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The Production Of Large Vehicles In Australia

2296 words - 10 pages

Australia is best known for the production of large vehicles and is one of the most open automotive markets in the world. The industry plays a vital role in employment, exports, and innovation in the economy of Australia. It is a self-contained ‘full-service’ industry that operates the full range of activities from design to manufacture of vehicles even though the industry is small by global standards (Singh, Smith, & Sohal, 2004). The three major companies that dominate the industry in Australia are the Toyota Motor Corporation Australia, Ford Motor Company of Australia, and GM Holden. However, over the recent years, the industry has undergone major structural reforms and these reforms have ...view middle of the document...

Furthermore, Japan emphasis strongly on exporting improvement, and performance in head-to-head competition (Gamble & Thompson, 1995, as cited in Kamery, 2004). On the other hand, the Australian industry have been facing a strong and rising Australian dollar and rising input costs, particularly for raw materials which led to Australian vehicles becoming relatively more costly as compared to their import competition. Thus, it reduces sales and these conditions cause the industry to be severely affected. Even if the industry drives to improve, it would resort to a huge amount of investment in research and development (R&D) and it takes real time. As Australia have been a significant international agricultural exporter of grain crops, such as wheat (third largest exporter) and livestock products (second largest exporter of sheep and beef meat) as well as, mining which comprises of iron-ore and gold, Australia should focus on maintaining the comparative advantage of those in hand and think of initiatives to further sustain and improve (Ahmadi-Esfahani & Sanderson, 2011).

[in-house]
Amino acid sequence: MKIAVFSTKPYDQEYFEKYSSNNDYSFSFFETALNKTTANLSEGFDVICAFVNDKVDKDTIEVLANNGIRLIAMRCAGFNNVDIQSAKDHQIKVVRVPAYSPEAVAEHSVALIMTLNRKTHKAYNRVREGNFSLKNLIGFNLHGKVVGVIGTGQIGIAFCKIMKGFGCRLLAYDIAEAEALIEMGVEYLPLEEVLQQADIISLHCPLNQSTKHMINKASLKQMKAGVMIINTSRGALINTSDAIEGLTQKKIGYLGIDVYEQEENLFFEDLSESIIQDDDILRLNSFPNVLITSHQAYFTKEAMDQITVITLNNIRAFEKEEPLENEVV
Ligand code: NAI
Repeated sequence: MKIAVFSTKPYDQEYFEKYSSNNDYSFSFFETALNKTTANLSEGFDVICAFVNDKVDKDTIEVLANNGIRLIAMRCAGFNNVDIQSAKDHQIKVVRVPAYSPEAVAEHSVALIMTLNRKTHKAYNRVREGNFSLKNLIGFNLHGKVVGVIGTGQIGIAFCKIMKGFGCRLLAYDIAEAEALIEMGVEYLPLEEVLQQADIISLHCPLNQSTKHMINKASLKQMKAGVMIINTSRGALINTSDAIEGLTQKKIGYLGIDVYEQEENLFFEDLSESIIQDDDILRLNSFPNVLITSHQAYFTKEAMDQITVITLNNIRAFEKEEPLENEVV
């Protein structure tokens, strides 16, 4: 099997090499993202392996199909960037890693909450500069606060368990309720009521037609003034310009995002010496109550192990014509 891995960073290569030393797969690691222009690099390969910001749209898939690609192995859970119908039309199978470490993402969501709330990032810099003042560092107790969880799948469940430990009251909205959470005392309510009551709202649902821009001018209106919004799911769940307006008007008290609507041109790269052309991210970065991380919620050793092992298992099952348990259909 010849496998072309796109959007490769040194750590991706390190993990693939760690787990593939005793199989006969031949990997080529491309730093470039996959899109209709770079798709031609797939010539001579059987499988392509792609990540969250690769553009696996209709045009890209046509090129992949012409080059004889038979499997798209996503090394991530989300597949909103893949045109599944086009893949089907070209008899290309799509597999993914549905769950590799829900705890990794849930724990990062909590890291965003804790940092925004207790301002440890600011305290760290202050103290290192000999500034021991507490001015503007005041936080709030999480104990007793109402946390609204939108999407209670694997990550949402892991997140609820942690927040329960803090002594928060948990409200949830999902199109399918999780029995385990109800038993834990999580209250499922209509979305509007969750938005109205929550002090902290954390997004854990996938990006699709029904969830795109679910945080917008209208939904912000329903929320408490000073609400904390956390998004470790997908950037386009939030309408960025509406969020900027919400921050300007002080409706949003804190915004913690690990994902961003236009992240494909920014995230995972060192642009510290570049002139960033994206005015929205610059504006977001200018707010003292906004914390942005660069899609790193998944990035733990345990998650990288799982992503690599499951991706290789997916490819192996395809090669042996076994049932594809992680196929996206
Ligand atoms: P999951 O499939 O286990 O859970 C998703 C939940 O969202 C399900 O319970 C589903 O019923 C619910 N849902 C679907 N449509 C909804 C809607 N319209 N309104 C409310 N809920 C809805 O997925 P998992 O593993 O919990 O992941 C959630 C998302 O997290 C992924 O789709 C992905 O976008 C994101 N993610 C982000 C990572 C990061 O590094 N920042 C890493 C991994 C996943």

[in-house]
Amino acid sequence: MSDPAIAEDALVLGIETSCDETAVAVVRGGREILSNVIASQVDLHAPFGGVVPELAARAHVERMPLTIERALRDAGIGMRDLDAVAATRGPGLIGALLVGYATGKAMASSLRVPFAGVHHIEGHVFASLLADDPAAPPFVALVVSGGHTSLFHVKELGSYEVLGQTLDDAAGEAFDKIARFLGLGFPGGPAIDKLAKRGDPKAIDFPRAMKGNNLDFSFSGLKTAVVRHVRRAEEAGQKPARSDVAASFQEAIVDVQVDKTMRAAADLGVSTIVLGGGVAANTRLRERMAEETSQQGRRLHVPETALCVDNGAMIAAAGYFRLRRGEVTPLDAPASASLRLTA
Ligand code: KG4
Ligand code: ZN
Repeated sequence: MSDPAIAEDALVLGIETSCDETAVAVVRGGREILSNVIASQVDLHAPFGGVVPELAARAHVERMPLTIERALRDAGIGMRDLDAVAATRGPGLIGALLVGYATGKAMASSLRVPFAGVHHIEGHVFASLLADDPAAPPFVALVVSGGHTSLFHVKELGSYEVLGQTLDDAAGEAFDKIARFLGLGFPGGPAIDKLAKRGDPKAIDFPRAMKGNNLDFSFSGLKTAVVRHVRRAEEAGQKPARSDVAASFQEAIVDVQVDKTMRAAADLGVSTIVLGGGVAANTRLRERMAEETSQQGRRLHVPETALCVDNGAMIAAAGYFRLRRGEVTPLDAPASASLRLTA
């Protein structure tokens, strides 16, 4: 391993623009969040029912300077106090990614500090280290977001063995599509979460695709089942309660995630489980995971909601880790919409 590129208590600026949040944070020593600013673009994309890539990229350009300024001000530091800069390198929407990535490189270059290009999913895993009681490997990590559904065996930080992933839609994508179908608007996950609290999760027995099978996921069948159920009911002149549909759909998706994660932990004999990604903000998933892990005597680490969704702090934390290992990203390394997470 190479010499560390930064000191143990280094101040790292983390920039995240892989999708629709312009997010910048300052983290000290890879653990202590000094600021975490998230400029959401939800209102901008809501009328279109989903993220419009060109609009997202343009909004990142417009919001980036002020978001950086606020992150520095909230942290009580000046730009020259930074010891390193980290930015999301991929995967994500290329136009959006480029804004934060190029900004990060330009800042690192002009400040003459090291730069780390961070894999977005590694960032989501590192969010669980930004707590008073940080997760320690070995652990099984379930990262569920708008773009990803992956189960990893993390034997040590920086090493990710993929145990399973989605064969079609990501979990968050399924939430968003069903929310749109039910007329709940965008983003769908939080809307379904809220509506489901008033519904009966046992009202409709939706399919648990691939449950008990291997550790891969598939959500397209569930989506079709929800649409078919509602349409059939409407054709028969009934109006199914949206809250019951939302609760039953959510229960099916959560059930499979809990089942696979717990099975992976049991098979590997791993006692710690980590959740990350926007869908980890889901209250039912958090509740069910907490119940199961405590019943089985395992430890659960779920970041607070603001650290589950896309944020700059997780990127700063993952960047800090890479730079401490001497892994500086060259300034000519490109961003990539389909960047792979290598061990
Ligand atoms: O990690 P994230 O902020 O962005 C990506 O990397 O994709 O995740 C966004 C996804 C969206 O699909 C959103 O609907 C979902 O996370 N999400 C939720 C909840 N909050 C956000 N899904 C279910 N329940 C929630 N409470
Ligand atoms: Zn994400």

Porter’s theory of national competitive advantage is based upon an analysis of the attributes of the national environment which identifies four sets of variables that provide the underlying conditions for which influence firms’ ability to establish and sustain competitive advantage within national markets (Grant, 1991). Those variables are factor endowments, demand conditions, related and supporting industries, and firm strategy, structure and rivalry. He also proposed additional two variables, namely chance and government, which support and complement the system of national competitiveness but do not produce lasting competitive advantages (Smit, 2010). For factor endowments, Porter exemplifies that factor conditions are further subdivided into basic and advanced factors that can be either general or specialised. As regards to the automobile industry, advanced factors are the key in supporting as to whether there is competitive advantage, such as skilled labour and research. Due to competitive pressures, combined with the introduction of new technologies and production processes, it requires the renewal and upgrading of workforce skills (Review of Australia’s, 2008). It is revealed that 38.1 percent of the Australian automotive workforce are aged 45 years or above and this would exacerbate difficulties in refreshing skills and attracting new staffs as the industry itself is facing great turmoil (Review of Australia’s 2008). Thus, it shows that the industry faces skills shortages and retraining and redeploy would be required. However, these would take real time and require high expenditure on training costs. Moreover, in terms of research, the Cooperative Research Centre for Advanced Automotive Technology (AutoCRC) has been set up to deliver improved manufacturing and vehicle technology for Australia’s benefits and strategic industry-led research collaborations (Review of...

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